After a 7-day period of adaptive feeding in the animal room, rats were randomly assigned to five groups of ten each and subjected to different treatments: group I served as a blank control (CON); group II was treated with DMSO solvent as a control (DMSO) by gavage at a dose equivalent to AFB1 treatment, approximately 250 μg/kg body weight; group III was exposed to AFB1 toxin (AFB1) at a dose of 250 μg/kg body weight by gavage; group IV was treated with Lactobacillus rhamnosus (AFB1 + L1), each rat receiving 250 μg/kg body weight of AFB1 and 1 × 109 CFU of Lactobacillus rhamnosus by gavage, and group V was treated with Lactobacillus intestinals (AFB1 + L2), each rat receiving 250 μg/kg body weight of AFB1 and 1 × 109 CFU of Lactobacillus intestinals by gavage. AFB1 and Lactobacillus were administered by gavage at 12-h intervals once a day. The experiment lasted for 8 weeks. During the experiment, all groups of rats were fed the same regular diet and had free access to drinking water under a 12-h light/dark cycle.

Sample collection

After the trial, all rats were fasted for 12 h. The rats were restrained with a glass beaker, and a cotton ball soaked in ether was placed in the beaker and keep the room maintain ventilation. Blood samples were collected via abdominal aortic puncture and transferred into 10 ml centrifuge tubes. The tubes were then centrifuged at 1000 g for 10 min at 4 ℃, and the supernatant was collected and stored at −80 ℃. Immediately after blood collection, the rats were euthanized by neck dislocation, and the organs including the heart, liver, spleen, lungs, and kidneys were collected and washed with normal saline to remove blood. The organs were blotted dry with filter paper and weighed on an electronic balance. Portions of the liver, duodenum, jejunum, ileum, cecum, colon, and rectum were selected and fixed with 4% paraformaldehyde. Some liver tissue was snap-frozen in liquid nitrogen and stored at −80 ℃ for subsequent analysis.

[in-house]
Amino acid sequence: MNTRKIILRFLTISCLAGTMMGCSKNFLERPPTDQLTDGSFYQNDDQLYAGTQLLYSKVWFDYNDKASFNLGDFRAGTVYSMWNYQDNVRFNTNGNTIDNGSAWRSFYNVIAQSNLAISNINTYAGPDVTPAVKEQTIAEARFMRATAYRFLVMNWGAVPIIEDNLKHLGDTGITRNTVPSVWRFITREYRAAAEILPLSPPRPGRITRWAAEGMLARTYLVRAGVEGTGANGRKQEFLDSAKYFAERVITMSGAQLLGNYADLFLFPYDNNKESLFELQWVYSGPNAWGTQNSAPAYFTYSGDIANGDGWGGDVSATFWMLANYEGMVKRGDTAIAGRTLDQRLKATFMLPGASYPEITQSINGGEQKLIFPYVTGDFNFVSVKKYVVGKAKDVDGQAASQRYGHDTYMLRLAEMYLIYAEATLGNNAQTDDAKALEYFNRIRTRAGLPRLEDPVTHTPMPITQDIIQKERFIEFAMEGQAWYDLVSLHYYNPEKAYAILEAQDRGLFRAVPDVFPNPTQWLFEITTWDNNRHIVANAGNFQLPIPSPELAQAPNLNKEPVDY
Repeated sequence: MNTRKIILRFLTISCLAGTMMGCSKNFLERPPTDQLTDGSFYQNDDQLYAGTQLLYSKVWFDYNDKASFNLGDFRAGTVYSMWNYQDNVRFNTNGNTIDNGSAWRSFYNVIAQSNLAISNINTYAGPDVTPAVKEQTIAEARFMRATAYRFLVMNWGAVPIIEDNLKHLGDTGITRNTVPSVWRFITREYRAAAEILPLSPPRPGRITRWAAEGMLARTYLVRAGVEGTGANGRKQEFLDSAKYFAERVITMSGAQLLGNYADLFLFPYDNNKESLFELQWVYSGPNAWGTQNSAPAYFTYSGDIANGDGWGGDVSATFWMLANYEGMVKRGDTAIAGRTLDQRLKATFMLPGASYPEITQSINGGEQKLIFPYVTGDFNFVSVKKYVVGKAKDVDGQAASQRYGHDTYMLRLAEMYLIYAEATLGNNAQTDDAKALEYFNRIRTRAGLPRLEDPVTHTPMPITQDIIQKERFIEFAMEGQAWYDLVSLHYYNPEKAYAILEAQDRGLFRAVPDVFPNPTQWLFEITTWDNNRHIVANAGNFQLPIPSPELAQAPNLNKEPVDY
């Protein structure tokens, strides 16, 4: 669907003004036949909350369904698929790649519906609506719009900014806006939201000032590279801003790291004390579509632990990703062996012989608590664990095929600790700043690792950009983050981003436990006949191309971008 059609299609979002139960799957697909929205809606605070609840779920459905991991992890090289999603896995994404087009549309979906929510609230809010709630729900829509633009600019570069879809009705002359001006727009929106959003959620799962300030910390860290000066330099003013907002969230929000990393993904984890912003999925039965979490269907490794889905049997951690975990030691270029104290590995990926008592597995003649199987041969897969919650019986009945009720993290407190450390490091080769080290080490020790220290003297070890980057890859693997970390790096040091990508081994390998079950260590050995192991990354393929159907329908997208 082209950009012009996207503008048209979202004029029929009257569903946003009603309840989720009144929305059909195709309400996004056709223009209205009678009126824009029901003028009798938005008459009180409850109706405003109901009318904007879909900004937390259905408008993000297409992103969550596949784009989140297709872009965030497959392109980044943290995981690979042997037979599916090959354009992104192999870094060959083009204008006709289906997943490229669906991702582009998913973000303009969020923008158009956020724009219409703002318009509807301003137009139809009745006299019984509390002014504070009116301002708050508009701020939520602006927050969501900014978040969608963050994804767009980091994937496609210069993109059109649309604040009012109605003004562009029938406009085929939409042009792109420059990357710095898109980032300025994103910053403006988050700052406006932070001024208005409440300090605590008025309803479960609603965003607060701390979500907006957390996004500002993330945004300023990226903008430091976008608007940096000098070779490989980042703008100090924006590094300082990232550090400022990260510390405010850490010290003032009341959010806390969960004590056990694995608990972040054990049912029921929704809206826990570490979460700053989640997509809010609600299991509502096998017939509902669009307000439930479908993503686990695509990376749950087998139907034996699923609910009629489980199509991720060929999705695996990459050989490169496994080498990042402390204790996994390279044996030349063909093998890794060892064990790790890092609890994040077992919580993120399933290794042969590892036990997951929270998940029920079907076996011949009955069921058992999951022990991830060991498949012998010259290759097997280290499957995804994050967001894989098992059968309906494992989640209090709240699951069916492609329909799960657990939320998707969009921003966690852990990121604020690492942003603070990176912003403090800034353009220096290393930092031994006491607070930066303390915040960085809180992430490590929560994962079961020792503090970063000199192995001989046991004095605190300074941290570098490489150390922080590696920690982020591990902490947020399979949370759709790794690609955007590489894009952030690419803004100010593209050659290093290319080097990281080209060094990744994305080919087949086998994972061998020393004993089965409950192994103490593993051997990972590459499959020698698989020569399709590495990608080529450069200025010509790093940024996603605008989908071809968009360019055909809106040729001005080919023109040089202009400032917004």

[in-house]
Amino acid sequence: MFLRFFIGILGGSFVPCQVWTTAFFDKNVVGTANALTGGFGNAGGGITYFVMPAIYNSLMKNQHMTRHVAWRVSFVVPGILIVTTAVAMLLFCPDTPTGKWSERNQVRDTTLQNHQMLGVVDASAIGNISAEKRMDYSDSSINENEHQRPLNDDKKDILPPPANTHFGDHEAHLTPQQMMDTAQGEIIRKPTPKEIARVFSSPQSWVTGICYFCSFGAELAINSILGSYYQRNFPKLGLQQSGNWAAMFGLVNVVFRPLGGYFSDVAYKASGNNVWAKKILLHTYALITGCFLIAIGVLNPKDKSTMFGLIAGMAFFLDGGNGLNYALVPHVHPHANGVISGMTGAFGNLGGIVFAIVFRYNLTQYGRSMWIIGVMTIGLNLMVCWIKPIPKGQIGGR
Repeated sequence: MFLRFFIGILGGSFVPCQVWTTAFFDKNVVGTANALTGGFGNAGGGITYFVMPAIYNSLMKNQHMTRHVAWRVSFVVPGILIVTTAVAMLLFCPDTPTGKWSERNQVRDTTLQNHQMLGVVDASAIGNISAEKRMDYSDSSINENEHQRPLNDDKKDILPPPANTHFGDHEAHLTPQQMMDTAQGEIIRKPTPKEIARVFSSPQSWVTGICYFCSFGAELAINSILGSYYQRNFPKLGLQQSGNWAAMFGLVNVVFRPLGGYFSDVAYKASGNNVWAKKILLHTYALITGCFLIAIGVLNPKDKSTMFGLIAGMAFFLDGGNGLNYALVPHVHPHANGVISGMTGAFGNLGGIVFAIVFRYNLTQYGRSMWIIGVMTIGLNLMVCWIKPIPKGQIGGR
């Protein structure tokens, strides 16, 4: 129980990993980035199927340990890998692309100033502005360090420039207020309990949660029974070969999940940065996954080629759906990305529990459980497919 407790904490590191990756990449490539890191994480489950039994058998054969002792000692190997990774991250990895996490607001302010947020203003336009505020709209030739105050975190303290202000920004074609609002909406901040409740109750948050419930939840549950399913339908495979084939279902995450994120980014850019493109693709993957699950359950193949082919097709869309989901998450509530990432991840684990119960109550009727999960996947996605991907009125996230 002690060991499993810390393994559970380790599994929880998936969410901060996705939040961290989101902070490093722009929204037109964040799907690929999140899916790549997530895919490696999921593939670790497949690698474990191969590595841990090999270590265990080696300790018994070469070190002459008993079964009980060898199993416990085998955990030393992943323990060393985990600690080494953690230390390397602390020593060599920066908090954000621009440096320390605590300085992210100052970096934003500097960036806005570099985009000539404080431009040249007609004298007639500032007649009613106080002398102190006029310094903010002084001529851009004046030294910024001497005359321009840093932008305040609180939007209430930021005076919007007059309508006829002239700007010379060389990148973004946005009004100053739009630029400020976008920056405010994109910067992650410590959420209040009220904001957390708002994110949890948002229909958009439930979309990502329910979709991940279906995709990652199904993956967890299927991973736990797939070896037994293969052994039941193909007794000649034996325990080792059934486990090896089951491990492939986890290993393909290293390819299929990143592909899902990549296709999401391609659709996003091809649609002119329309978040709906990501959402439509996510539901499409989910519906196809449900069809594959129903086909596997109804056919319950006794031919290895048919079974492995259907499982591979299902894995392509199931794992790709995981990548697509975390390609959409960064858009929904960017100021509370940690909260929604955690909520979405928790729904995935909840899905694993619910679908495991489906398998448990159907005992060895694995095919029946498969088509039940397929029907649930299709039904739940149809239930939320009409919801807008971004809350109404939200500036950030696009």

Histological section observation

The collected rat liver and intestinal tissues should be fixed in 4% paraformaldehyde solution for at least 24 h. After that, the fixed tissue blocks should be embedded in paraffin to make 5 μm sections, which can then be stained with hematoxylin–eosin or other staining methods. Finally, observe the histopathological changes of tissues using an optical microscope and capture images for analysis purposes.

Serum liver function index determination

The serum liver function indexes are assessed by using a fully automated biochemical analyzer to detect the levels of alanine aminotransferase (ALT), aspartate aminotransferase (AST), alkaline phosphatase (ALP), lactate dehydrogenase (LDH), cholinesterase (CHE), total protein (TP), albumin (ALB), globulin (GLB), prealbumin (PA), total bilirubin (TBIL), direct bilirubin (DBIL) and indirect bilirubin (IBIL) in rat serum samples.

Measurement of pro-inflammatory cytokines in serum

Using enzyme-linked immunosorbent assay (ELISA) according to the instructions of Nanjing Jiancheng ELISA kit, detect the expression levels of IL-1β, TNF-α, IL-6 and IL-10 in serum.

Measurement of liver tissue lipid peroxidation product MDA

The liver tissue sample taken out from −80 ℃ freezer was cut into small pieces with scissors, homogenized in phosphate-buffered saline (PBS, pH 7.4), and centrifuged at 1700 rpm for 10 min at 4 ℃. The supernatant was collected and the malondialdehyde (MDA) content was determined according to the instructions of Nanjing Jiancheng ELISA kit.

Measurement of liver tissue antioxidant indices